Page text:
Staff sergeant's suspicion of civilian led to evacuation of Iraq Internet cafe before blast
By MONTE MORIN | STARS AND STRIPES Published: April 22, 2006
AL KISIK, Iraq — The camp was still on edge from a suicide bomb attack that morning.
The bomber had targeted an Iraqi army recruiting drive at the combined Iraqi and American forces base here in northwest Iraq. Although no U.S. soldiers were injured, soldiers from the 2nd, or “Gunners,” Battalion, 3rd Field Artillery Regiment, 1st Brigade, 1st Armored Division, out of Giessen, Germany, dealt with the aftermath.
“Imagine a dump truck filled with 40 bodies, some alive, some dead, some walking around with only a scratch,” said 1st Lt. David “Big Doc” Brickhouse, the physician’s assistant who oversaw the treatment and evacuation of victims. “It was crazy.”
So it was with no small amount of suspicion that Staff Sgt. Martin Richburg observed an Iraqi civilian pacing nervously near the camp’s crowded Internet cafe that same evening.
It was around 9 p.m. on March 27, and Richburg was sitting behind the wheel of his “bongo” flatbed truck in the parking lot, talking to his wife on a cell phone.
“I saw this guy duckin’ and peepin’ outside the Internet [cafe],” said the 44-year-old Baltimore, native. “I said, ‘Let me keep an eye on this guy.’ ”
Unknown to Richburg at the time, the man was an insurgent who had managed to get a job at the camp’s Iraqi army noncommissioned officer academy. Part of a cell that had planned a series of attacks, the insurgent had constructed a bomb within the camp after smuggling components in piece by piece.
Richburg, a heavy-vehicle mechanic assigned to the 142nd Maintenance Company, grew increasingly suspicious as the man peered into the cafe window, walked away, and then returned with a plastic chair and a package.
“I’m really watching the guy at this point, I’m watching his every move,” Richburg said. “I’m sitting right there and the guy never even saw me.”
The package looked like something bulky wrapped in a blue plastic shopping bag. Richburg’s suspicion grew to alarm when the man stepped onto the chair, placed the bag on top of the window’s air conditioning unit and then took off running.
Throwing down his cell phone — his wife was still on the line — Richburg dashed after the man and brought him down with a swift kick to the back of his legs. By this time, Richburg had drawn his 9 mm pistol and, holding the man down, called for another Iraqi he knew to translate.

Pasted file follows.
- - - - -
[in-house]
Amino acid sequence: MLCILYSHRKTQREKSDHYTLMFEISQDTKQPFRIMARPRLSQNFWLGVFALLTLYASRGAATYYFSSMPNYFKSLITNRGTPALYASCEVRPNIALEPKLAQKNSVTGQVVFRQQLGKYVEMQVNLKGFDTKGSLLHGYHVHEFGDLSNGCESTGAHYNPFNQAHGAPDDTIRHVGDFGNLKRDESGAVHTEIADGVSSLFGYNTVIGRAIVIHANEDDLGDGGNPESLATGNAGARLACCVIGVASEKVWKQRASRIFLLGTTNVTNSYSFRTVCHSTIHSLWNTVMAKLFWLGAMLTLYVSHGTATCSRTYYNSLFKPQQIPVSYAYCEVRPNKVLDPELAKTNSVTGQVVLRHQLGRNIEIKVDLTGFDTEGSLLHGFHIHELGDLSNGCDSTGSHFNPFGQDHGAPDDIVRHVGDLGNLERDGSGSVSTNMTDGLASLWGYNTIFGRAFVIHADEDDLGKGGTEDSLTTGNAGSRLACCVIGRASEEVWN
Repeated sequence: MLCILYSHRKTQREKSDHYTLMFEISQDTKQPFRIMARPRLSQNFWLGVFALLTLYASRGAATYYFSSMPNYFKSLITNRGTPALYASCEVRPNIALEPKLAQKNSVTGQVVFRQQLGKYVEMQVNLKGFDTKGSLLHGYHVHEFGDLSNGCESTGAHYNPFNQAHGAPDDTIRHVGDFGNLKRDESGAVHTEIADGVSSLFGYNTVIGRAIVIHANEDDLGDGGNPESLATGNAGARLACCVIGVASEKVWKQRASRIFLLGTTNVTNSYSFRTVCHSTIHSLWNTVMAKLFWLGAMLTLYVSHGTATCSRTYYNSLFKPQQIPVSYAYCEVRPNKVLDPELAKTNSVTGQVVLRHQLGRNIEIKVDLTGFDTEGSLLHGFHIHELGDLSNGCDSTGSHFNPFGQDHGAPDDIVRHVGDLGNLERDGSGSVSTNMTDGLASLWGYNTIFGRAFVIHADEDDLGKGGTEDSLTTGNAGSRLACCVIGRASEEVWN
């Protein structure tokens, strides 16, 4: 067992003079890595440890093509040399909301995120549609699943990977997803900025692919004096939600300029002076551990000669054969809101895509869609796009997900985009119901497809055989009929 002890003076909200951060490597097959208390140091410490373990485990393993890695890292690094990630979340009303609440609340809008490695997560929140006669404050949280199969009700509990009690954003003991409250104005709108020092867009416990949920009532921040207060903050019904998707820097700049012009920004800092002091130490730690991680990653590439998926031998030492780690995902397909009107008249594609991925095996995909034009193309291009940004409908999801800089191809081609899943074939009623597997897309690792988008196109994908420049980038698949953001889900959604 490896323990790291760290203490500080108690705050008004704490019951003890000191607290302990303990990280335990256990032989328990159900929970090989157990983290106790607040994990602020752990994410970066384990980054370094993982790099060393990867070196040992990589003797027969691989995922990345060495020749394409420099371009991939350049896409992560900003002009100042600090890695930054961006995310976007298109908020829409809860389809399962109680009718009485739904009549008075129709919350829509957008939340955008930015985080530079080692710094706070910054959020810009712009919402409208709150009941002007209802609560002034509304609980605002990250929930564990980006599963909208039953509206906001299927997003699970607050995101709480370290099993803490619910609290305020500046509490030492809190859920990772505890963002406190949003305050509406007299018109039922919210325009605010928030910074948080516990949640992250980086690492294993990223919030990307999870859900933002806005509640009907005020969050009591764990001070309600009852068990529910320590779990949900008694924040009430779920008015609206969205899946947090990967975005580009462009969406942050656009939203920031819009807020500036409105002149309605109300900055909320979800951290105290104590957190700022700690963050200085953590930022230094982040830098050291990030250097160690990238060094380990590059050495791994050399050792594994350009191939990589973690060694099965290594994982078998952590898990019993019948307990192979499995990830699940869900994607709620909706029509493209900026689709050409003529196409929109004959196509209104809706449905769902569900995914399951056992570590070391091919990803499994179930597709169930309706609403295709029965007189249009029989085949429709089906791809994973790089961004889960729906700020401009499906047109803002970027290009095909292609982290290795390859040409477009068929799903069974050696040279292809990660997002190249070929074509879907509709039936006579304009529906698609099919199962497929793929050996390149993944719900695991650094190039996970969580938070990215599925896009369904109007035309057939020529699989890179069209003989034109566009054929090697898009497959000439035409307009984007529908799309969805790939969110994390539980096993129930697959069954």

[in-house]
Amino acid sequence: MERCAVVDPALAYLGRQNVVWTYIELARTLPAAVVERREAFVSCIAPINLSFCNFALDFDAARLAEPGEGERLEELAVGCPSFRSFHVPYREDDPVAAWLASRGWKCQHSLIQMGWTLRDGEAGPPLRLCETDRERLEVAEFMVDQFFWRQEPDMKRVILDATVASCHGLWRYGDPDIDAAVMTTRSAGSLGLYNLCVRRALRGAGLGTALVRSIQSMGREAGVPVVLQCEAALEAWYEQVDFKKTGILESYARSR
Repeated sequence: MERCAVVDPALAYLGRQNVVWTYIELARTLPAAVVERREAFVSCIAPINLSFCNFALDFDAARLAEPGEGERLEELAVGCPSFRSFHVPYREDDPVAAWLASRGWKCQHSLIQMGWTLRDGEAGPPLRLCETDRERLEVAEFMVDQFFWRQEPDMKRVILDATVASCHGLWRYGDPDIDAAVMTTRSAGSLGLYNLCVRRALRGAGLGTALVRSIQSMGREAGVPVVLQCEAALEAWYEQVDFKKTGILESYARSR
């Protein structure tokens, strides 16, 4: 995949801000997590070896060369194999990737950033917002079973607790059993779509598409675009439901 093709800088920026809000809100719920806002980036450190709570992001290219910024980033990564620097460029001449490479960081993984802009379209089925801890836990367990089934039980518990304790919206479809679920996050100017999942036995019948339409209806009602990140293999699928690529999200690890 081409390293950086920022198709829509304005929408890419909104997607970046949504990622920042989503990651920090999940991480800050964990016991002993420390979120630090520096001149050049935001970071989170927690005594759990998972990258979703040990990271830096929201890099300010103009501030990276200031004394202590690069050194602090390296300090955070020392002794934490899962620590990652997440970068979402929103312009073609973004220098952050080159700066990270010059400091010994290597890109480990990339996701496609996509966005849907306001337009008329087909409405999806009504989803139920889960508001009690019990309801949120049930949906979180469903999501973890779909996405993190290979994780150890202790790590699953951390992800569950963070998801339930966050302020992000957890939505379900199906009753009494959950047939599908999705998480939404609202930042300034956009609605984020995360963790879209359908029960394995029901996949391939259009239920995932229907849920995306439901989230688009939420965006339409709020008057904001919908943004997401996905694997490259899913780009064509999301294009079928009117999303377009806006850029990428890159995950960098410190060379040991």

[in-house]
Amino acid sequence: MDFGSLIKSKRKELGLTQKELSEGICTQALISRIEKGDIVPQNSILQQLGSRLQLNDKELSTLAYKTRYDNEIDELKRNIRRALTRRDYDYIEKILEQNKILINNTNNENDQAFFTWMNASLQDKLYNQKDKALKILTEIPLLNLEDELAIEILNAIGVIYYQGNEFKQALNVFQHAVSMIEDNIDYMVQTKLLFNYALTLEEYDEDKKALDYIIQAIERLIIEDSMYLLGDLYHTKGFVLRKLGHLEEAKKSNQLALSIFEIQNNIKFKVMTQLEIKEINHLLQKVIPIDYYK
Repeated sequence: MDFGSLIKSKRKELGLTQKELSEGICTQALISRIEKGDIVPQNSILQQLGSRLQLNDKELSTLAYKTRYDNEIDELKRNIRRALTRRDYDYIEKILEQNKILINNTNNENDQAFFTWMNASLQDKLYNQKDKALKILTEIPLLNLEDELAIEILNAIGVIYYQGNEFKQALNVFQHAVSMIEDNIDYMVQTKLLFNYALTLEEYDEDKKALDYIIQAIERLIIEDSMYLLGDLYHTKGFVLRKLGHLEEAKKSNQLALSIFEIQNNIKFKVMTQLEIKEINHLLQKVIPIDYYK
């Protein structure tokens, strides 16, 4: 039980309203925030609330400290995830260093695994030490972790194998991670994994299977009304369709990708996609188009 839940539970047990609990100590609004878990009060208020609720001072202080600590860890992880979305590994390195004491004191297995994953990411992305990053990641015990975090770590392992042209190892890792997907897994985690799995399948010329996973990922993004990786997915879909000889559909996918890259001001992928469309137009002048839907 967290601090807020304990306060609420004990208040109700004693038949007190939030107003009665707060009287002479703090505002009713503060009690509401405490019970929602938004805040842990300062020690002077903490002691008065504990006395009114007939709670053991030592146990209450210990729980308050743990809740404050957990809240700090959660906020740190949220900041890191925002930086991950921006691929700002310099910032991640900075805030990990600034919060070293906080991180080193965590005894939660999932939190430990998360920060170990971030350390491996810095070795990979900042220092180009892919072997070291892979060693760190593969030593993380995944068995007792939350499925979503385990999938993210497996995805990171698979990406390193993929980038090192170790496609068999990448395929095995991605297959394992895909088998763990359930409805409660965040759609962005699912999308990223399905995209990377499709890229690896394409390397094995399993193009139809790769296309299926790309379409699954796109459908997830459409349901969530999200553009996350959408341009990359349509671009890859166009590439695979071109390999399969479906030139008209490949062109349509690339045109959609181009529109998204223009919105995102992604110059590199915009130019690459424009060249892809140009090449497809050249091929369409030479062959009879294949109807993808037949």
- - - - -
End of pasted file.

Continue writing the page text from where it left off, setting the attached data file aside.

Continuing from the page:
“I asked him if he knew who this guy was and he said, ‘No,’” Richburg said. “I told him I saw him put a package on the air conditioner and asked him to find out what was in it. Then I charged my weapon to scare him.”
The man answered back quickly. He said he had placed a bomb on the air conditioner. Richburg asked how much time they had before it exploded. “Five minutes,” the man said.
Dragging the insurgent in one hand and waving his pistol in the other, the burly mechanic rushed to the cafe entrance and began shouting at everyone to get out.
Shocked by the sight of Richburg waving a pistol and swearing at the top of his lungs, a dozen soldiers and five civilians piled out of the cafe. The mechanic yelled at them to take cover behind a line of concrete blast barriers.
The soldiers braced themselves. After roughly 15 minutes, the package exploded with the noise of an artillery shell. The windshield of Richburg’s truck “crystallized” by the blast, and a Porta-John was flung into a nearby meadow. The window of the Internet cafe was destroyed, driving glass and shrapnel deep into the walls and computer booths.
Since the cafe had been cleared, nobody was injured.
“The bomb definitely would have killed some people,” said Maj. John Stark, a liaison officer to the Iraqi army. “It definitely would have killed the guy sitting next to the air conditioner.”
Richburg has since been awarded the Army Commendation Medal with “V” device for valor, and has been nominated for a Bronze Star for his actions on that evening.
“I suppose anyone else would have done it too,” Richburg said of his actions. “It was the way the guy moved. If he walked away normally I might not have done it.”